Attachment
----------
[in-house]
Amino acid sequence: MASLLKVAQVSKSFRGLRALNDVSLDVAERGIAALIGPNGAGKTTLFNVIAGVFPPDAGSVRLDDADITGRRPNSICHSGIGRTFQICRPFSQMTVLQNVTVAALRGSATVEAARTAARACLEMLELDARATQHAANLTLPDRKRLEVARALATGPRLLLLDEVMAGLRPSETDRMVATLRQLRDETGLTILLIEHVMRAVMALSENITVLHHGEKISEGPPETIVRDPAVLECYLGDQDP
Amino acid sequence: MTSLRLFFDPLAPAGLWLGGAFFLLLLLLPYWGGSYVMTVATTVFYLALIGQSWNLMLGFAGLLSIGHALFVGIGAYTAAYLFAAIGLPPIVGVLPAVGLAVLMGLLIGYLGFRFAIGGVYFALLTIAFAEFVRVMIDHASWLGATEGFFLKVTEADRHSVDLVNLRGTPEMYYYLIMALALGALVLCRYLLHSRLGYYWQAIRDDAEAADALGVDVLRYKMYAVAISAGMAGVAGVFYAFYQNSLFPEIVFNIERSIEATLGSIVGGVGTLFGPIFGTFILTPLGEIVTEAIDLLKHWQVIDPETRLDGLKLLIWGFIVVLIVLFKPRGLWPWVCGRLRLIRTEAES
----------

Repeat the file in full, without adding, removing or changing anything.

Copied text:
[in-house]
Amino acid sequence: MASLLKVAQVSKSFRGLRALNDVSLDVAERGIAALIGPNGAGKTTLFNVIAGVFPPDAGSVRLDDADITGRRPNSICHSGIGRTFQICRPFSQMTVLQNVTVAALRGSATVEAARTAARACLEMLELDARATQHAANLTLPDRKRLEVARALATGPRLLLLDEVMAGLRPSETDRMVATLRQLRDETGLTILLIEHVMRAVMALSENITVLHHGEKISEGPPETIVRDPAVLECYLGDQDP
Amino acid sequence: MTSLRLFFDPLAPAGLWLGGAFFLLLLLLPYWGGSYVMTVATTVFYLALIGQSWNLMLGFAGLLSIGHALFVGIGAYTAAYLFAAIGLPPIVGVLPAVGLAVLMGLLIGYLGFRFAIGGVYFALLTIAFAEFVRVMIDHASWLGATEGFFLKVTEADRHSVDLVNLRGTPEMYYYLIMALALGALVLCRYLLHSRLGYYWQAIRDDAEAADALGVDVLRYKMYAVAISAGMAGVAGVFYAFYQNSLFPEIVFNIERSIEATLGSIVGGVGTLFGPIFGTFILTPLGEIVTEAIDLLKHWQVIDPETRLDGLKLLIWGFIVVLIVLFKPRGLWPWVCGRLRLIRTEAES